For a retailer, the insights gained from in-store video analysis are invaluable for making better decisions. At the foundation of advanced video analytics is the Internet of Things (IoT), and its applications are everywhere. The technology that gives your retail business “smart” vision brings similar intelligence to buildings and cities.
How Smart Buildings and Cities Use Video Analytics
The video data capture method for smart buildings and cities is basically the same as for retail stores. All three rely on systems of video cameras to record content and motion in space and time, although the analytics and metrics differ somewhat in how they are labeled and used. The goal of these systems is to present a unified analysis of what is happening inside and around the physical structures they are monitoring.
In many cases, governments that operate smart cities and smart building owners make similar management decisions based on real-time data derived from video analysis as do managers of smart stores. Some of these comparable decisions involve:
- Staff allocation. Placing employees where they are needed during peak hours for maintenance, general customer service, or security, just as you would schedule more staff to meet shoppers’ needs during power hours.
- Facility/infrastructure management. Handling the upkeep of the structures and services that support the quality of life for occupants. You maintain your store in such a way that it’s comfortable, safe, and appealing for your customers.
- Planning. Designing the layout of the city or building for its best possible use, which is comparable to optimizing your store’s layout.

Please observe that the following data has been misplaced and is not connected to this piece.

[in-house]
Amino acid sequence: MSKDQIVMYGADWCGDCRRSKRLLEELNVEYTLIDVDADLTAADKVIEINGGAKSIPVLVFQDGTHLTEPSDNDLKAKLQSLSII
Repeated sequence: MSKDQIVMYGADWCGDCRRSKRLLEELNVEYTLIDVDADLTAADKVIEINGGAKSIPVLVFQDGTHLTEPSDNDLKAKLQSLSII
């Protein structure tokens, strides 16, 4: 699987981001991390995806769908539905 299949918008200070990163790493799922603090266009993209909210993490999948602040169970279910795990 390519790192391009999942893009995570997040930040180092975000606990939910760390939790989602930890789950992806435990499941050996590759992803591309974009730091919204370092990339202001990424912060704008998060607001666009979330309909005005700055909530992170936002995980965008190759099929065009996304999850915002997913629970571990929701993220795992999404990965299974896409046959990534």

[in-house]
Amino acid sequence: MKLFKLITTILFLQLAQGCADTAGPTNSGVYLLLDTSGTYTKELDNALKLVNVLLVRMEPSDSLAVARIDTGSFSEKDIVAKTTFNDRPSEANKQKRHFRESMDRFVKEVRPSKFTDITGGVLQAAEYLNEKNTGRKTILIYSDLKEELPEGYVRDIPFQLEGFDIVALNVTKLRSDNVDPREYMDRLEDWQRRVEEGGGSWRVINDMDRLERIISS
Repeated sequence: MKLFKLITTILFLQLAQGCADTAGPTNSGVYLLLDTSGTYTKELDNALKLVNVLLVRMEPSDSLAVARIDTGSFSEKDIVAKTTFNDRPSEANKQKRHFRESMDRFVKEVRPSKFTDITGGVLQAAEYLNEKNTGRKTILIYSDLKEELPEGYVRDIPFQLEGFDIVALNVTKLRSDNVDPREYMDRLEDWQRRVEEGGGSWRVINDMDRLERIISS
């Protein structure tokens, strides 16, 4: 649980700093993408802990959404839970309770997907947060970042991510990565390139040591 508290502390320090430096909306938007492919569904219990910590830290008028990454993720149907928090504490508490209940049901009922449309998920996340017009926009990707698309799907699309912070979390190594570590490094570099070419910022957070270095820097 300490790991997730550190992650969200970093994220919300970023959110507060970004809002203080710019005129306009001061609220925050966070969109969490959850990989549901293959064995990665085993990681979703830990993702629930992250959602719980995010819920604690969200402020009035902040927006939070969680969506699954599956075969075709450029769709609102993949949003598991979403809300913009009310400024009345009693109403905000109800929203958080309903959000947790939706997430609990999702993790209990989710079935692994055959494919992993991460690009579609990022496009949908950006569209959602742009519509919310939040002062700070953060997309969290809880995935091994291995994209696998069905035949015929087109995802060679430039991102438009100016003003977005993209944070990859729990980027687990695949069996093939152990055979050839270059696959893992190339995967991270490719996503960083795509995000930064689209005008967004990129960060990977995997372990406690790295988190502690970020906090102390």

- Cost management. Finding ways for a city or building to be economically sustainable. This is similar to seeking cost savings in running your store.
When you consider how video analysis helps with the security for your store, loss prevention is probably the first thing that comes to mind. While video analytics systems for smart cities and buildings will monitor and alert for objects that are removed (or left) in the field of view, these systems also can perform public safety-related functions such as face recognition, license and vehicle identification, intrusion and fire detection, and more.
The complexities of an urban environment puts people counting into a different context than that for a retail store, too. Instead of identifying hot and cold zones where the focus is shopper traffic and attention, zone analysis is used to define zones for detecting crowds and what they are doing. And, instead of dwell time for the discovery of where shoppers linger, video analysis systems look for people who might be loitering or behaving in other possibly suspicious ways.
Quality of Experience Is Important, No Matter Where Video Analysis Is Used
The goal of using video analysis for your store is to improve customer experience, which can result in increased sales conversions. Smart cities and buildings are designed to improve the quality of life for their occupants, with a focus on security and facility management. Despite the differences, retail stores and smart cities and buildings all use video analytics to promote quality of experience for the people served by them.
To learn more about the advantages of video analysis for your retail business, contact us today.